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The Supreme Court throws out a Trump-era ban on gun bump stocks; a look at how social media algorithms and Shakespearian villains have in common; and states receive federal funding to clean up legacy mine pollution.

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The Supreme Court for now protects access to abortion drug mifepristone, while Senate Republicans block a bill protecting access to in-vitro fertilization. Wisconsin's Supreme Court bans mobile voting sites, and colleges deal with funding cuts as legislatures target diversity programs.

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As summer nears, America's newest and largest international dark sky sanctuary beckons, rural job growth is up, but full recovery remains elusive, rural Americans living in prison towns support a transition, while birth control is more readily available in rural areas.

Legislation Could Cut Cord on MN Landline Phone Services

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Thursday, March 5, 2015   

ST. PAUL, Minn. - Legislation being considered at the state Capitol could leave many Minnesotans disconnected, with consumer groups saying there are several bills that may jeopardize the availability of affordable and reliable landline phone service.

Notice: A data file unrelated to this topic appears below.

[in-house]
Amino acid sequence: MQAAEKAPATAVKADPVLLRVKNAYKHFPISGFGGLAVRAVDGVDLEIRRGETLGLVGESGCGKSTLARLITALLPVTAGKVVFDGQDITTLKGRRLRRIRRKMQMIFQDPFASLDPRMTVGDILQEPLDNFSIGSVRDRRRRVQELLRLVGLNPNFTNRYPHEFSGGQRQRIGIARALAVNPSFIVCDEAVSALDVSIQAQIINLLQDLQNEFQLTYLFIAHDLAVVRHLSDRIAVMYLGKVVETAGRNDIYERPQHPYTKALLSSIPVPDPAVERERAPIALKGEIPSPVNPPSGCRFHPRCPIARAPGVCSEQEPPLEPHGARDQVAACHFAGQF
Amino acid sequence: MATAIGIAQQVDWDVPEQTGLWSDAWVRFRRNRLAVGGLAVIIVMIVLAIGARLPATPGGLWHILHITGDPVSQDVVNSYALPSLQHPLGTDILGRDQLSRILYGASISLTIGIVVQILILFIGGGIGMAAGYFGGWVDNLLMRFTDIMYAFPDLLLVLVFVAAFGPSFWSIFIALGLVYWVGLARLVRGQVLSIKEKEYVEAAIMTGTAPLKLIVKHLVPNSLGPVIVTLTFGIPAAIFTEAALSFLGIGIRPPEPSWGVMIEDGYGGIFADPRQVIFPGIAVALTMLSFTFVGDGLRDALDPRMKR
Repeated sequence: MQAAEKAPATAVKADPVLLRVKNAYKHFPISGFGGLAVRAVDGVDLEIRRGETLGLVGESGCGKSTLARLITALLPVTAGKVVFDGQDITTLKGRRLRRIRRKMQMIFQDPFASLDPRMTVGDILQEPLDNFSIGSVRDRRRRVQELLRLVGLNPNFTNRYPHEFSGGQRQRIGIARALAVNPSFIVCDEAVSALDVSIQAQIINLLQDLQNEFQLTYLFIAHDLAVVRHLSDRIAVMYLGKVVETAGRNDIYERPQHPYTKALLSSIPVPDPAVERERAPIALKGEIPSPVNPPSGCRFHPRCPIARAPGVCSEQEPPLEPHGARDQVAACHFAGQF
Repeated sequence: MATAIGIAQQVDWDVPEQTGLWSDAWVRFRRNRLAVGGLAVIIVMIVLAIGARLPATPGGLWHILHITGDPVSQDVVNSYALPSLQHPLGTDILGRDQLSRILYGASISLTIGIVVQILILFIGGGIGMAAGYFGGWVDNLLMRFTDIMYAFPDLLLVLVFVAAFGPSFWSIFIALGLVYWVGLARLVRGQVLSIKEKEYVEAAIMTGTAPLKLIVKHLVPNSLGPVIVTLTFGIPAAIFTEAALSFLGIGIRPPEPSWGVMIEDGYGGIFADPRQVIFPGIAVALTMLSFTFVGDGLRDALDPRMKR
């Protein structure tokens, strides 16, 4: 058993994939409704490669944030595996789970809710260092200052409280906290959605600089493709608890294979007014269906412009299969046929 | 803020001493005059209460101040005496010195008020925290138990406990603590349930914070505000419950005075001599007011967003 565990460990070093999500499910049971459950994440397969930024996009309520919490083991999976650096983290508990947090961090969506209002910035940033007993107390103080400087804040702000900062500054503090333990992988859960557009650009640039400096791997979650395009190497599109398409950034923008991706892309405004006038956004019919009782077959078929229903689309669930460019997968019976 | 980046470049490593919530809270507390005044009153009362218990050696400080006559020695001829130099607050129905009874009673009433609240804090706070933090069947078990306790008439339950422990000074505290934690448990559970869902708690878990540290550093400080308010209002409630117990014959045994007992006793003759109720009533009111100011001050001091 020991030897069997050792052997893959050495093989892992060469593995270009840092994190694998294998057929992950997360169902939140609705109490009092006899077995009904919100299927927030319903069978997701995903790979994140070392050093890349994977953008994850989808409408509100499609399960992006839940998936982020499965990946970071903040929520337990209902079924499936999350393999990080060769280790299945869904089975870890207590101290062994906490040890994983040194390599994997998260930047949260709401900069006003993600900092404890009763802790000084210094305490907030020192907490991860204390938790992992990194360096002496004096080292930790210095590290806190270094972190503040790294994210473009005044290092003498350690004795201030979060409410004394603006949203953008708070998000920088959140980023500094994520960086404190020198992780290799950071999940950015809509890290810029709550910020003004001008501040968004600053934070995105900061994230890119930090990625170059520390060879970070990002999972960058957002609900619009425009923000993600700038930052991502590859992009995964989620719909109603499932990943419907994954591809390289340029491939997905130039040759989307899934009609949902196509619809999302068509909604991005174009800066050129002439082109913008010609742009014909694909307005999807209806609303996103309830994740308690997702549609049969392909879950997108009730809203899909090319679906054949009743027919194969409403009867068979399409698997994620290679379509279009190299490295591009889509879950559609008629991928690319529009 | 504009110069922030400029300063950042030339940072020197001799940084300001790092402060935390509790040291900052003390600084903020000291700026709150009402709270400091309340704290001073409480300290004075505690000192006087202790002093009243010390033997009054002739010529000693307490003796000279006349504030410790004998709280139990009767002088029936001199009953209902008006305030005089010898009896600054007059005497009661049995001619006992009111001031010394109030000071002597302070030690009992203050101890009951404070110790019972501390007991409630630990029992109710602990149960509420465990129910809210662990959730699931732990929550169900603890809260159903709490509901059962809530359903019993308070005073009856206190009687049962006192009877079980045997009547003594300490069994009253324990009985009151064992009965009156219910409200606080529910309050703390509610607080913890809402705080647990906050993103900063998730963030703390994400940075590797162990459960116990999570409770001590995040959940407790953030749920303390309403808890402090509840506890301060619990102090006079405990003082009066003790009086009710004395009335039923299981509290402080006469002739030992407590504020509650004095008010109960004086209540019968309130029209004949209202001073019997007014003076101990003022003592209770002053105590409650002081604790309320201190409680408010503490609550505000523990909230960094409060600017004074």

One proposal would prohibit the regulation of voice-over-Internet phone services but Will Phillips, state director AARP Minnesota, says as a result those companies could stop servicing traditional landlines.

"In certain parts of the state, broadband or cellular service is spotty at best," says Phillips. "We also know in case of emergencies, in case of wanting to connect with 9-1-1, landline services are things people count on."

Despite the increase in cell and Internet phone services in recent years, the number of homes using landlines is still greater than the number that have gone wireless only.

Phillips says in addition to the impact on those in rural Minnesota where Internet or cell service can be spotty, the loss of landlines would also effect many seniors.

"We know many older Minnesotans choose to have both a landline and a cell phone, and then certainly again people in Greater Minnesota where that coverage is not quite where it needs to be," he says. "We want to make sure that landline services are there for those folks until those types of things are fixed and really brought up to speed."

More information on the related legislation is at the AARP Minnesota website.


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